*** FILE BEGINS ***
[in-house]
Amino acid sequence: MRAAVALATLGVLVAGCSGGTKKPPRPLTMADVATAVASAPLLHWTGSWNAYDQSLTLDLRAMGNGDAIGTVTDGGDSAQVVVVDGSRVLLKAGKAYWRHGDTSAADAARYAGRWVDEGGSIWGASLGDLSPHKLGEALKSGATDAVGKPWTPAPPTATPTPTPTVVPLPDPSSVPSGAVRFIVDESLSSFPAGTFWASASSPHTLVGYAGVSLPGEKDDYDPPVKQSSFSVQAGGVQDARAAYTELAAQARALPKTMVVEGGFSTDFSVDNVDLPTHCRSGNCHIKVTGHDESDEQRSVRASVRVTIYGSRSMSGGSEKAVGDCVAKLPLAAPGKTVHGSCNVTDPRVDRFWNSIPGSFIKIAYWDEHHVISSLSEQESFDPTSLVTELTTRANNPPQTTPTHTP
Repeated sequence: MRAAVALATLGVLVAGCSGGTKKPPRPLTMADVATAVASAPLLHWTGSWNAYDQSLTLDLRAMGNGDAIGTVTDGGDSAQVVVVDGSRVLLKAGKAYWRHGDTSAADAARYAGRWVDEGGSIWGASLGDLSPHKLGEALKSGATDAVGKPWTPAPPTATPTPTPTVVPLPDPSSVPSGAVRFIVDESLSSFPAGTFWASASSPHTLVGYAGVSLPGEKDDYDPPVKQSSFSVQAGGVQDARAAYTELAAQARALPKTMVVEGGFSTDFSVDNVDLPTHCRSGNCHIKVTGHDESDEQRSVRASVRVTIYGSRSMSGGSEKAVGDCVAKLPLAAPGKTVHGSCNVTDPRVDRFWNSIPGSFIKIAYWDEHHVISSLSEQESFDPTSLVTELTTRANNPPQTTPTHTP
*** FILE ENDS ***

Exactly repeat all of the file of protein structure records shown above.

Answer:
[in-house]
Amino acid sequence: MRAAVALATLGVLVAGCSGGTKKPPRPLTMADVATAVASAPLLHWTGSWNAYDQSLTLDLRAMGNGDAIGTVTDGGDSAQVVVVDGSRVLLKAGKAYWRHGDTSAADAARYAGRWVDEGGSIWGASLGDLSPHKLGEALKSGATDAVGKPWTPAPPTATPTPTPTVVPLPDPSSVPSGAVRFIVDESLSSFPAGTFWASASSPHTLVGYAGVSLPGEKDDYDPPVKQSSFSVQAGGVQDARAAYTELAAQARALPKTMVVEGGFSTDFSVDNVDLPTHCRSGNCHIKVTGHDESDEQRSVRASVRVTIYGSRSMSGGSEKAVGDCVAKLPLAAPGKTVHGSCNVTDPRVDRFWNSIPGSFIKIAYWDEHHVISSLSEQESFDPTSLVTELTTRANNPPQTTPTHTP
Repeated sequence: MRAAVALATLGVLVAGCSGGTKKPPRPLTMADVATAVASAPLLHWTGSWNAYDQSLTLDLRAMGNGDAIGTVTDGGDSAQVVVVDGSRVLLKAGKAYWRHGDTSAADAARYAGRWVDEGGSIWGASLGDLSPHKLGEALKSGATDAVGKPWTPAPPTATPTPTPTVVPLPDPSSVPSGAVRFIVDESLSSFPAGTFWASASSPHTLVGYAGVSLPGEKDDYDPPVKQSSFSVQAGGVQDARAAYTELAAQARALPKTMVVEGGFSTDFSVDNVDLPTHCRSGNCHIKVTGHDESDEQRSVRASVRVTIYGSRSMSGGSEKAVGDCVAKLPLAAPGKTVHGSCNVTDPRVDRFWNSIPGSFIKIAYWDEHHVISSLSEQESFDPTSLVTELTTRANNPPQTTPTHTP